At a meeting chaired by Cabinet secretary KM Chandrashekhar on July 28, RGPPL projected that block -1 of 740 MW, which was under repair, would be revived by early January 2008. The company said a total generation of 2,000 MW from the Ratnagiri project, previously Dabhol project, would be possible from January next year. Top sources told FE, "Block-2 which is currently the only operational unit, consists of two gas turbines (GT), (2 X 260) and one steam turbine (ST), (1X220). One of the GTs will be commissioned on gas by July 31 whereas the other GT unit of the same power block, which is currently running on naphtha, will consequently be shut down so that it can be subsequently commissioned on gas. It takes nearly a week's time to convert a liquid fuel power plant into a gas-fired power plant.
The second GT would begin operations by August 15. The commissioning of the 220-MW steam turbine would produce 740 MW in Block-2." Block-1 has been shut down for more than five years now and hence requires comprehensive maintenance and renovation.
Block-1 was run on naphtha during 1999-2001 by the now defunct Dabhol Power Company (DPC) before it was shut down. The block has major technical snags in cooling towers, boilers, turbines and generators. Renovation work is underway on a war-footing as RGPPL has roped in BHEL and GE to bring the block online. As reported by FE, gas for the power plant has already been secured from RasGas, Qatar, on a 2-year contract till September 2009. The gas is priced at $7.8/million British thermal unit (MMBTU) for 1.5 million tonne per annum (MMTPA).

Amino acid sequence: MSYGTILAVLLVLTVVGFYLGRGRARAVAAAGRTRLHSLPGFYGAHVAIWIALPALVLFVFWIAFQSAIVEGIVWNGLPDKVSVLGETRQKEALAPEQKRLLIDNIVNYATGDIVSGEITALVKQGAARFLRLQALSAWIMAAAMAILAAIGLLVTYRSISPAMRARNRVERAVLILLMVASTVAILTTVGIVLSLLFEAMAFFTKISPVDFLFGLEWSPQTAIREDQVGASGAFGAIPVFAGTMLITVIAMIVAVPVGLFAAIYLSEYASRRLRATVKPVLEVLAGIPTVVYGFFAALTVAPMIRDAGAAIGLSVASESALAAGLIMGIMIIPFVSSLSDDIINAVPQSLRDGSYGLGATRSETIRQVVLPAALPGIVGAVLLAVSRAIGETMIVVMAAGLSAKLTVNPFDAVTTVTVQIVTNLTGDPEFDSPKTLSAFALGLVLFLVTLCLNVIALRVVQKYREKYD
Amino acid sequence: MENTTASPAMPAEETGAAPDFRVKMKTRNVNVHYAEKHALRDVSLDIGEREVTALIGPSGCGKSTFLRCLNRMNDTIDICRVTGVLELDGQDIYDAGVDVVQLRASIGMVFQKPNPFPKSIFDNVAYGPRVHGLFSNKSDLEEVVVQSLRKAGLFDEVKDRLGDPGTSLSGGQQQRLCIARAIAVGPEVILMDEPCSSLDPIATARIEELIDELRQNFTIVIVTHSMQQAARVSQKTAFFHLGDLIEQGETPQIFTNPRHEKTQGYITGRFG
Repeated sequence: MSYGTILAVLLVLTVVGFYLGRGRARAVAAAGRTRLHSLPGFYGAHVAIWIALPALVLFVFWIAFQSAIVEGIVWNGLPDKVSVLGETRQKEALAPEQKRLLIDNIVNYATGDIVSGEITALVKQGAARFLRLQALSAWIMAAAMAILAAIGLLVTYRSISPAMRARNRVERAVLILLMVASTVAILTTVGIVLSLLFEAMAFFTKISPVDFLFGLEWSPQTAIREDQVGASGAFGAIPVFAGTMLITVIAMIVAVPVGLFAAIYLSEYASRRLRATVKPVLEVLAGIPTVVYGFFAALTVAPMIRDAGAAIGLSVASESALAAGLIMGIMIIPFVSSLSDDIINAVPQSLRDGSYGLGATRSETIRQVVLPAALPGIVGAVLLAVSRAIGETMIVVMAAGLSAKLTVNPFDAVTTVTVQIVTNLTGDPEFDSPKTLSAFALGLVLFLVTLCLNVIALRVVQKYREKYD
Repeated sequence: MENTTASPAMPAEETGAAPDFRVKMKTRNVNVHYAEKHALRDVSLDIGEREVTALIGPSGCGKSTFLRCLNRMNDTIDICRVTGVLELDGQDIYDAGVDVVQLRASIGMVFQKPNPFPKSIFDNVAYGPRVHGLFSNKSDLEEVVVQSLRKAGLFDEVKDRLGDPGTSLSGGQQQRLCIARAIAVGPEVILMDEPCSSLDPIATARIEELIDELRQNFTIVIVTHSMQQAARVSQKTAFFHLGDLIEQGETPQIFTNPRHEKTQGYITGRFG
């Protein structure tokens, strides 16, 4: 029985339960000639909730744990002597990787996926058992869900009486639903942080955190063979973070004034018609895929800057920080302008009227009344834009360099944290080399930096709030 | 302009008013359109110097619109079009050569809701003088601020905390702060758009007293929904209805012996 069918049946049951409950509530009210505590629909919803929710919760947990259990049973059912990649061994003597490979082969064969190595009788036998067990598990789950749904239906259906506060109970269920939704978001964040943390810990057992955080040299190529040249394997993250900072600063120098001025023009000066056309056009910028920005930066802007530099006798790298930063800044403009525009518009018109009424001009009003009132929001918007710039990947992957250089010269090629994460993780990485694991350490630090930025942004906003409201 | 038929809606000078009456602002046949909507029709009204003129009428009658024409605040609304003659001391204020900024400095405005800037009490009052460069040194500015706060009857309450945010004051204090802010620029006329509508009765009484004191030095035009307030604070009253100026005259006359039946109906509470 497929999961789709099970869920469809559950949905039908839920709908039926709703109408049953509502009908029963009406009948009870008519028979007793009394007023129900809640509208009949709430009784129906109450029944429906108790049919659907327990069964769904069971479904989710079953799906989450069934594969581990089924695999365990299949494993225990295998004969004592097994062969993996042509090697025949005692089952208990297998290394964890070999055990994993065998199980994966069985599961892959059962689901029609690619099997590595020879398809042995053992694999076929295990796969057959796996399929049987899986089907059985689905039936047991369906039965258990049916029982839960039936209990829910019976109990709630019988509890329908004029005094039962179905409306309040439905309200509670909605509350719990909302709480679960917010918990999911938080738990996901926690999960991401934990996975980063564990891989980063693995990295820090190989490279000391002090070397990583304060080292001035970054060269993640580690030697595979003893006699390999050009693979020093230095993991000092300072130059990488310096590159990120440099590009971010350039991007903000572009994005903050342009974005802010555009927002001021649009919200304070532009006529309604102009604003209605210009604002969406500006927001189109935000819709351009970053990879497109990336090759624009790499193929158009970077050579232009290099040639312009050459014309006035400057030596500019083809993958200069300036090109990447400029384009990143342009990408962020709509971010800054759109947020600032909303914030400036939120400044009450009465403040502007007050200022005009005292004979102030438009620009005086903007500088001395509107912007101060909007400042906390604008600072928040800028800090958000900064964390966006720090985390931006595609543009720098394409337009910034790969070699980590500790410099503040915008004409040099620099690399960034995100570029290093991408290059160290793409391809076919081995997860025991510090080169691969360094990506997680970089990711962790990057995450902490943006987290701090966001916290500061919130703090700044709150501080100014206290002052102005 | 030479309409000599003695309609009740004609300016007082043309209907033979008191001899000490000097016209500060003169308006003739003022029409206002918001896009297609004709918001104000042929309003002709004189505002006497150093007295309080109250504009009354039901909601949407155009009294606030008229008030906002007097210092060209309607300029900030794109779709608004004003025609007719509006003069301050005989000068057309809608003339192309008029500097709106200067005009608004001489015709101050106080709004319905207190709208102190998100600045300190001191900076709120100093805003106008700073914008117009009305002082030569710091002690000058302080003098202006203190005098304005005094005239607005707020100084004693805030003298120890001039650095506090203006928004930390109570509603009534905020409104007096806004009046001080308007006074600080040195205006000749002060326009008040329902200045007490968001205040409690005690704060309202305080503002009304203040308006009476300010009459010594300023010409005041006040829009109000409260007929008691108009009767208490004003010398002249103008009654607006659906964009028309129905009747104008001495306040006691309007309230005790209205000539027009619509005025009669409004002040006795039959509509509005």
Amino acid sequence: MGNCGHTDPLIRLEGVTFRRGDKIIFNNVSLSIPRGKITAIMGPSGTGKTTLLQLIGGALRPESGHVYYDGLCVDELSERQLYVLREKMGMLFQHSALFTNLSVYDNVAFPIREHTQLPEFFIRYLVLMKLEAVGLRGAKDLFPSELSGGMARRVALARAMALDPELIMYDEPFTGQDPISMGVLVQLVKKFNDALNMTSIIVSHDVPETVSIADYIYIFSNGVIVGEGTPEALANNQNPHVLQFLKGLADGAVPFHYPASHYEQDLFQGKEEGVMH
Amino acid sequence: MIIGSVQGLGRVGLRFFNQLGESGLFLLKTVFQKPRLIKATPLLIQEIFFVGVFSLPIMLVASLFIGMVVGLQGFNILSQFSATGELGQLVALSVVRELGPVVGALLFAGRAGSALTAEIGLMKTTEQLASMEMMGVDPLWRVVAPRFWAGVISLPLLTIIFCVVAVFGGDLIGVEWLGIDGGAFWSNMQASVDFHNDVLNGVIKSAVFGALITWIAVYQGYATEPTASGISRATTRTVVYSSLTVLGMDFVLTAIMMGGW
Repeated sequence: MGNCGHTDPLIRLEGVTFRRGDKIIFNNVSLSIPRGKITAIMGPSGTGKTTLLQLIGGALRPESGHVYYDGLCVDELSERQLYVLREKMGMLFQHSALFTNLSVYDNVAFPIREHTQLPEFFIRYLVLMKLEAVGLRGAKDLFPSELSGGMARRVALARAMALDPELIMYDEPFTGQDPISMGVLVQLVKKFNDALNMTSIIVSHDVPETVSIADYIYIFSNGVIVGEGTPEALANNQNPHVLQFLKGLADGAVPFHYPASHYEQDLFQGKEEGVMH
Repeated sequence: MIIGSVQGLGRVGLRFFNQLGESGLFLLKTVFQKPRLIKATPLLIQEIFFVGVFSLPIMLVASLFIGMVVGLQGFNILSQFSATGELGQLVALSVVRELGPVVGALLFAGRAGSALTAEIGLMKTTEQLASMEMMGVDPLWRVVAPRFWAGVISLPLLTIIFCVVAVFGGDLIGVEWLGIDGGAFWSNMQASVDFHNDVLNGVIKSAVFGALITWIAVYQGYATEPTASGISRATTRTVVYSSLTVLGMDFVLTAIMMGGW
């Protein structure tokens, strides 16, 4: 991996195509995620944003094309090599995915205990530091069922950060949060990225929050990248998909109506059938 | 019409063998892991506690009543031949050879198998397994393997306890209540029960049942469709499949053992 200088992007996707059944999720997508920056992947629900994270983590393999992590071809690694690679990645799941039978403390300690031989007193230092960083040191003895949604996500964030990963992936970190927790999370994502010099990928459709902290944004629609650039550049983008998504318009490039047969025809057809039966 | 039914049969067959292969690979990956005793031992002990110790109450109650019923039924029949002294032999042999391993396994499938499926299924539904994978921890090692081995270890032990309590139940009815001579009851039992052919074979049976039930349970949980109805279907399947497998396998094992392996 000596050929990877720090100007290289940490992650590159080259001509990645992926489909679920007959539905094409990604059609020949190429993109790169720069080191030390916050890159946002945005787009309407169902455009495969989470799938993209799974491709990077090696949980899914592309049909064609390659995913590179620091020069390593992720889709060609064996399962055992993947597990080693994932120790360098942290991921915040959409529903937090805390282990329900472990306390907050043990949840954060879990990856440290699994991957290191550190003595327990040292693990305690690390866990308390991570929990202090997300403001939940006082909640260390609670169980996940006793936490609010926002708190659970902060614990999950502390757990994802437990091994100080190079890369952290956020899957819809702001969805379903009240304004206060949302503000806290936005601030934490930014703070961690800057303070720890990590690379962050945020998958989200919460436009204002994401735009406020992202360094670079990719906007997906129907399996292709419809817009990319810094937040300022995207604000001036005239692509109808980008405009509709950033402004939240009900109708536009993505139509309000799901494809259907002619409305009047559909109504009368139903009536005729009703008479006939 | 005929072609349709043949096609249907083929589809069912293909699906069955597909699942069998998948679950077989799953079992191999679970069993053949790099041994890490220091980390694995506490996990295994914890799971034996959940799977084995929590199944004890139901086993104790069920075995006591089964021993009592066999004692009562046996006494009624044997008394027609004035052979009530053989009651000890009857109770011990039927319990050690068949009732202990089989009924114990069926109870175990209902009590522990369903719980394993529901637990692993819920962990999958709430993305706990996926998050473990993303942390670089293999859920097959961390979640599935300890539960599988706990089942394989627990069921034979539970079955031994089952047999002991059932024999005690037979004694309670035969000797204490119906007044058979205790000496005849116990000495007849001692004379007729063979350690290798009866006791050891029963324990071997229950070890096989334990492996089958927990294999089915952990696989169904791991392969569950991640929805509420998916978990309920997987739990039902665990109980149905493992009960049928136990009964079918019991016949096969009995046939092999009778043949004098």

However, the price at the project site has been pared down to around $5.8/MMBTU after a decision was taken to pool the price of older -- and therefore cheaper -- LNG terms contracts with the current RasGas contract.
The RasGas supply of 1.5 MMTPA of regasified liquefied natural gas (RLNG) would not be sufficient to run the third block of the plant. An additional 0.6 MMTPA would be required to run all three power blocks at full capacity.